Leaving Salem

My children have returned to school; let the rejoicing begin. But I don’t know why they go to school. They know everything already, just like I did when I was their age. See, when I was a kid, I really thought my father was something. I looked up to him as if he was a superhero who could leap tall buildings with a single bound, could bend steel bars with his bare hands, and defeat all of his arch enemies.

With hands the size of pot roasts and the strength of an ox, I was amazed at how he could lift me above his head, how fast he could run, and how there was nothing he could not do. “My daddy can beat up your daddy,” was a routine phrase on my lips. And smart? Lord, yes, he was smart. He was a master problem-solver. He understood how things worked. He could do pre-algebra in his head and long division without picking up a pencil. He could read the hardest words. He might as well been a king.

But as I got older, as a teenager, I discovered my father was growing remarkably stupid. In just a couple of year’s time, somehow, he became a backward, bumbling simpleton with not a clue to how the world really worked. He offered inane advice on everything from money and education to automobiles and the opposite sex. He set ridiculous boundaries in regard to time, work, school, and my friends. A few times he even dared to critique or forbid my well-made decisions. What an idiot.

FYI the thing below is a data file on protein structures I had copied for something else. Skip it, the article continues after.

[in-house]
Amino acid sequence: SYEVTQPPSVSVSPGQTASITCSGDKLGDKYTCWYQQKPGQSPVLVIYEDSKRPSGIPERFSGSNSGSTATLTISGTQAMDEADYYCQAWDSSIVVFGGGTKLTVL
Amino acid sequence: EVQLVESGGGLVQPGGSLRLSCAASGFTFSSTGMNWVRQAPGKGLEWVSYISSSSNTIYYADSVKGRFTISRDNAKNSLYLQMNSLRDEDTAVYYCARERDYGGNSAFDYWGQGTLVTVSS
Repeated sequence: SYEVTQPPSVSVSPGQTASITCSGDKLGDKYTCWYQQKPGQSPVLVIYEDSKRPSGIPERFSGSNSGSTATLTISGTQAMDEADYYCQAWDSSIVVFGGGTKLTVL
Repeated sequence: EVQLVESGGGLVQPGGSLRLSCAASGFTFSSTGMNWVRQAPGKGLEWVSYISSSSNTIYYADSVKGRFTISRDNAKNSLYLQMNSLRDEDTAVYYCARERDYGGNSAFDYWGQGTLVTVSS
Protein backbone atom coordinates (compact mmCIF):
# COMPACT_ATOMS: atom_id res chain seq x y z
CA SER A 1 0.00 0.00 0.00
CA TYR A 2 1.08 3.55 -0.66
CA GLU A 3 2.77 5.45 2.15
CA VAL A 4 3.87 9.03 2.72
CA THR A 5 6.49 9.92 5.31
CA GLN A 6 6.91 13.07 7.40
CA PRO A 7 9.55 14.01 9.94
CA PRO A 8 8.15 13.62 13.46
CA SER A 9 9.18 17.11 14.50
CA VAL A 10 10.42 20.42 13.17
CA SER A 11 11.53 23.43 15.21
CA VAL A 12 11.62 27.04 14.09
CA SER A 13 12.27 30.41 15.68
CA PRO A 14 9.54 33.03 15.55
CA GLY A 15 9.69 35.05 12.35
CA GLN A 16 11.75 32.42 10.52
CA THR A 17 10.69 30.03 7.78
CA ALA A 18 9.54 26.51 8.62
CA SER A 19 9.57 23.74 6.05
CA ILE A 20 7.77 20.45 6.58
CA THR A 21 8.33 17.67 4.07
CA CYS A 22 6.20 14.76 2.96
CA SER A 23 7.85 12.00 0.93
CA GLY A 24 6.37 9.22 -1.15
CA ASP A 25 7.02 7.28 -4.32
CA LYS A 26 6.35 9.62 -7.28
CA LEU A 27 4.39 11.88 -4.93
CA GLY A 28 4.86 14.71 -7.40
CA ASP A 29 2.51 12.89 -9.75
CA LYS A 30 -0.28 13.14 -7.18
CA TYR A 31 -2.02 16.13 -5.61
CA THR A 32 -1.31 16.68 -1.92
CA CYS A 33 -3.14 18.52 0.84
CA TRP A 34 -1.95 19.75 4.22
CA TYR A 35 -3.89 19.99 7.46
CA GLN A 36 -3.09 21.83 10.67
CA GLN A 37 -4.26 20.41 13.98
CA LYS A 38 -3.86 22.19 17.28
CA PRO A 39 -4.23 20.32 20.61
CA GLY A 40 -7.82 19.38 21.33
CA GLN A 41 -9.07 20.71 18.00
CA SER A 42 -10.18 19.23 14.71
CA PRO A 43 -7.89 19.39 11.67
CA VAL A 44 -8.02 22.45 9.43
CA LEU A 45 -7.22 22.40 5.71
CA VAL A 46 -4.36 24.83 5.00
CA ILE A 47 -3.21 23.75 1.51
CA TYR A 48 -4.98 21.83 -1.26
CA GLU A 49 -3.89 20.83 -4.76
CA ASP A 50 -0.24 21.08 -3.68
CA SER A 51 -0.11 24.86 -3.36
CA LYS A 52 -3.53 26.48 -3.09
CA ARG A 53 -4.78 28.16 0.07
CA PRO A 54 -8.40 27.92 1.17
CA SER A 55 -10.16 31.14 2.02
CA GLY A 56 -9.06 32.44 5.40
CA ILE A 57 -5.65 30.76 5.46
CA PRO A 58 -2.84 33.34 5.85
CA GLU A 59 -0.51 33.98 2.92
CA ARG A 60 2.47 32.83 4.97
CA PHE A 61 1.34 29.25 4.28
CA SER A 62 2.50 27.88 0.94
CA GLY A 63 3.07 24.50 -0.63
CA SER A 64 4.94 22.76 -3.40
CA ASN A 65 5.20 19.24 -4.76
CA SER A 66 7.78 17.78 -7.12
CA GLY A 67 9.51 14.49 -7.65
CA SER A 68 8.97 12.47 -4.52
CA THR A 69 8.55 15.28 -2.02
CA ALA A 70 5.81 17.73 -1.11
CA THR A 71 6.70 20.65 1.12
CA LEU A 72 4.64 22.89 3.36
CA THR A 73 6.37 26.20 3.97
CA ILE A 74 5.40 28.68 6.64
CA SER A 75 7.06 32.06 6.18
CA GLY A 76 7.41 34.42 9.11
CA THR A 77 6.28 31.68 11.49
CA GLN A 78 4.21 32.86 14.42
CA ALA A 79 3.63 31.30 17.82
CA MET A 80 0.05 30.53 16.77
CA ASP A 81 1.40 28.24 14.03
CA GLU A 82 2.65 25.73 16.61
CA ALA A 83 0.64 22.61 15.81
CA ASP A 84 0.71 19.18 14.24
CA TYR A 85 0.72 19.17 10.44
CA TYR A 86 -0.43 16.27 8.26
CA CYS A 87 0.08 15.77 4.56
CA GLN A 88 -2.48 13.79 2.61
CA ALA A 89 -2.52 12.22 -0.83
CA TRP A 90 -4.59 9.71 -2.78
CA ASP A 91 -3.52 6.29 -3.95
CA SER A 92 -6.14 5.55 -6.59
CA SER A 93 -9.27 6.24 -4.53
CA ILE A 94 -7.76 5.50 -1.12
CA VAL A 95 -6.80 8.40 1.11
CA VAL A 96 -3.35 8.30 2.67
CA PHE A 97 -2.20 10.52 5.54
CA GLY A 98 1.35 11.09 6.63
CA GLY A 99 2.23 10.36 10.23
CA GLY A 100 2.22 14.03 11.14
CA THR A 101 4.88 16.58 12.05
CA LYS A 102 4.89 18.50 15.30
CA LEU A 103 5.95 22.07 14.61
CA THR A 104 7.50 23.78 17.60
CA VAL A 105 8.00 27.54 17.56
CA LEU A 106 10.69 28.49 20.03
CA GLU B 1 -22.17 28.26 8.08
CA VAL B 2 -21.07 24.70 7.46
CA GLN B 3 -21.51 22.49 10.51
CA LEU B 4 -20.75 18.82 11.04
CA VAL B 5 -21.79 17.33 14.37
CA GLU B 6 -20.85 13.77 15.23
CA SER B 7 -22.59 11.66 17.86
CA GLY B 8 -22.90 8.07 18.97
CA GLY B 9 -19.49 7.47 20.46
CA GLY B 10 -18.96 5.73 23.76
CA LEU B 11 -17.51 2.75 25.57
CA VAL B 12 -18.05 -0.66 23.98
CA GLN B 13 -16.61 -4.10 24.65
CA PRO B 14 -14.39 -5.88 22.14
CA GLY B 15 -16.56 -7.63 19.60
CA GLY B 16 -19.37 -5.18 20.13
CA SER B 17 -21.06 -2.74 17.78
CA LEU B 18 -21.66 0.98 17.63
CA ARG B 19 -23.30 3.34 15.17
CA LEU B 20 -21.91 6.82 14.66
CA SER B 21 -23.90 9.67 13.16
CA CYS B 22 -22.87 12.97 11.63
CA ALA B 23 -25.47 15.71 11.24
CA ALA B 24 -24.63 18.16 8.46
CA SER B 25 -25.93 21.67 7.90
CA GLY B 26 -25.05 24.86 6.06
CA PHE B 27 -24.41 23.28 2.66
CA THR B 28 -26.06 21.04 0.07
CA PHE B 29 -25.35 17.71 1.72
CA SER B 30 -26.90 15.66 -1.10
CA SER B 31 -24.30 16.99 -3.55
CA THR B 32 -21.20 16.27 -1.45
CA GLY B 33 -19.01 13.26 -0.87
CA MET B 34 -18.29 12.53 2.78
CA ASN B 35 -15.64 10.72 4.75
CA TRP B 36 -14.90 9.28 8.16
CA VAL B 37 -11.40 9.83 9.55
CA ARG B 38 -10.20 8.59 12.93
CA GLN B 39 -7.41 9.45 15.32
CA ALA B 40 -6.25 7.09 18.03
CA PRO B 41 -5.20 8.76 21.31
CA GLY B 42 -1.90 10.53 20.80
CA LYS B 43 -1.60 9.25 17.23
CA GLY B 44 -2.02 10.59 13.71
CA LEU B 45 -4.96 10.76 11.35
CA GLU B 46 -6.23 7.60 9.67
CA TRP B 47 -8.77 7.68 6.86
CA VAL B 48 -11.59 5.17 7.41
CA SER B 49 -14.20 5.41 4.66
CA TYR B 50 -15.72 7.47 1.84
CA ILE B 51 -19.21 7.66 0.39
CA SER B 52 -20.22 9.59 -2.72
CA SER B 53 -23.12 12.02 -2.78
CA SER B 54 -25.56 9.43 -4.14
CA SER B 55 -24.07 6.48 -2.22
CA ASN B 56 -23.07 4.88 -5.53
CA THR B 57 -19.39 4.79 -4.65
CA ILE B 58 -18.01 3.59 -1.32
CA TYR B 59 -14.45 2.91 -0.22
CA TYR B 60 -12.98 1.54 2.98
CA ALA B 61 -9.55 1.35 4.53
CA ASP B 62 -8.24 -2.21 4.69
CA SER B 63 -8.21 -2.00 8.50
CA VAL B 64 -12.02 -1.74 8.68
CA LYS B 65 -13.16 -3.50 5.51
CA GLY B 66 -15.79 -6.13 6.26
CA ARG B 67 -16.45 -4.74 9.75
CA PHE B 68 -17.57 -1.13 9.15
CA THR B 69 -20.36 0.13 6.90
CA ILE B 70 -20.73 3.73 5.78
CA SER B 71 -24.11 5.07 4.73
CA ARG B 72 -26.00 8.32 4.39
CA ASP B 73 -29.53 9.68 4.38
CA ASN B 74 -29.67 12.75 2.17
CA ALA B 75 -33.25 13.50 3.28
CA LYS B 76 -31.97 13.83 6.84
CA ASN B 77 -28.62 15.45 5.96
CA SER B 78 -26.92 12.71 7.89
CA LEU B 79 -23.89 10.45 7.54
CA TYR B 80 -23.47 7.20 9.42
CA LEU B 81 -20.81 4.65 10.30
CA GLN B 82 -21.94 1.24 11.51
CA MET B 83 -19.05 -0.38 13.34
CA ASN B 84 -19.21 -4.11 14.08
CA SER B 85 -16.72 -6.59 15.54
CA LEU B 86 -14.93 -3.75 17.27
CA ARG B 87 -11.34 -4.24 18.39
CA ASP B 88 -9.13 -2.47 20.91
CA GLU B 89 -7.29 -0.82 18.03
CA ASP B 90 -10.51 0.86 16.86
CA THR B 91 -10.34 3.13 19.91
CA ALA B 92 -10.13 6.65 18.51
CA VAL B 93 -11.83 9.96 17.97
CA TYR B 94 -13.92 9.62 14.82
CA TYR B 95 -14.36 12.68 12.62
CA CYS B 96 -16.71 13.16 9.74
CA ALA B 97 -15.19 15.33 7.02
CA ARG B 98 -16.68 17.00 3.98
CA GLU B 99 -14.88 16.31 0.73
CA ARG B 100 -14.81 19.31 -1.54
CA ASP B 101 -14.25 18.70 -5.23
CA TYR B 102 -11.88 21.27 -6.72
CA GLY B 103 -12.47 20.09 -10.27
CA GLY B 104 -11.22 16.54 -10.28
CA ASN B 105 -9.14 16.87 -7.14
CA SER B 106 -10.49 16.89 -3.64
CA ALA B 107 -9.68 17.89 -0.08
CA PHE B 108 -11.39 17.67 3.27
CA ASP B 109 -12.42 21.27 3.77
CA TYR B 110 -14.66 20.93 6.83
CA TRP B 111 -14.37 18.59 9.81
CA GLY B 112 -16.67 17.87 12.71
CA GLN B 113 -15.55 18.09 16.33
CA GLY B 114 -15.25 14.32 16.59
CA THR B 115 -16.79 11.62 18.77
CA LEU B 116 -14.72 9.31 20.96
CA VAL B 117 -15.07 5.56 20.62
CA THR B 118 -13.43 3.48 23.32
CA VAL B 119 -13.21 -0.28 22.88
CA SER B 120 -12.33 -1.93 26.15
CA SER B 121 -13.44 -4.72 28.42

Then, in my twenties, my father must have returned to school or started taking smart pills. His counsel improved dramatically – almost overnight. His words were far sounder than I could ever remember. It was obvious an old dog could learn new tricks. I was so proud of him. And now, with growing children of my own, my father practically has a PhD. No, he’s not as big and strong as he once was, but he is absolutely brilliant, even smarter than before. His intellectual turnaround has been miraculous.

But what bothers me is the fact that I am my father’s son. See, I get more like him every day: The cadence of my voice, my mannerisms, the gray in my beard, my dietary habits, my elevated cholesterol. So I fear I too will have a mid-life plunge into idiocy. I don’t have a “chair” at home, but today my children look upon me with something akin to worship, as I looked upon my father. Tomorrow they will despise my advice, my words, and the limitations I place upon them because my IQ will have shrunk down to nothing as their own rises to near Einstein levels.

I know it is coming. I can feel it. Sometimes, just by the way my children look at me, or how they question my judgment, or when they angrily resist me, I can tell I’m getting dumber. I don’t understand. I don’t “get it.” I’m in the way of them having a good time. It is all sure to get worse before it gets better. But hopefully, after a decade or so on the dark side, my mental capacities will improve as my own father’s did. Maybe then I won’t be such a bonehead, and my children will find me worth listening to again.

It’s really too bad that we fathers take these short trips into stupidity when our children are at such vulnerable junctions in their lives. They sure could use a little help.

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